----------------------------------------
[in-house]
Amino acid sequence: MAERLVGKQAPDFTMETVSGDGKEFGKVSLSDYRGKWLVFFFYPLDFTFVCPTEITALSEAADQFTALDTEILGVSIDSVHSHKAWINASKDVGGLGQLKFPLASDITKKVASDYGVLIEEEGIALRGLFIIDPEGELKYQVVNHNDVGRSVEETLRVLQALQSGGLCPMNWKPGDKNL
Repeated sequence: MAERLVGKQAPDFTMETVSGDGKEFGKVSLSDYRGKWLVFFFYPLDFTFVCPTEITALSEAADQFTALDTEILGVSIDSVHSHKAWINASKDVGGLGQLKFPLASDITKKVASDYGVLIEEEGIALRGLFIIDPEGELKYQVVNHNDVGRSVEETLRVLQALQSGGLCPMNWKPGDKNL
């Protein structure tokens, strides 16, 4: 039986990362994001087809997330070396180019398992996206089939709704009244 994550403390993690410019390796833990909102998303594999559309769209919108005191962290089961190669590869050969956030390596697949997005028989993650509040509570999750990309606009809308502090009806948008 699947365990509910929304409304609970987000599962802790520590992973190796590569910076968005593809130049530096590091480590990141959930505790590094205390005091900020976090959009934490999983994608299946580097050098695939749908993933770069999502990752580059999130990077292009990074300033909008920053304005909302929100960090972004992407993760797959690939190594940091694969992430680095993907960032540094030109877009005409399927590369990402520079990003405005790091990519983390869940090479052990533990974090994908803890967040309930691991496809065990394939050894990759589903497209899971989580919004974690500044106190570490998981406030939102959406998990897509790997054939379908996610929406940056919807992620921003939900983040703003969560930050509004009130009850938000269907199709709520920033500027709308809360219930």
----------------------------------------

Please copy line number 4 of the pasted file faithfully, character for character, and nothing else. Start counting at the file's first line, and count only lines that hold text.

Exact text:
């Protein structure tokens, strides 16, 4: 039986990362994001087809997330070396180019398992996206089939709704009244 994550403390993690410019390796833990909102998303594999559309769209919108005191962290089961190669590869050969956030390596697949997005028989993650509040509570999750990309606009809308502090009806948008 699947365990509910929304409304609970987000599962802790520590992973190796590569910076968005593809130049530096590091480590990141959930505790590094205390005091900020976090959009934490999983994608299946580097050098695939749908993933770069999502990752580059999130990077292009990074300033909008920053304005909302929100960090972004992407993760797959690939190594940091694969992430680095993907960032540094030109877009005409399927590369990402520079990003405005790091990519983390869940090479052990533990974090994908803890967040309930691991496809065990394939050894990759589903497209899971989580919004974690500044106190570490998981406030939102959406998990897509790997054939379908996610929406940056919807992620921003939900983040703003969560930050509004009130009850938000269907199709709520920033500027709308809360219930």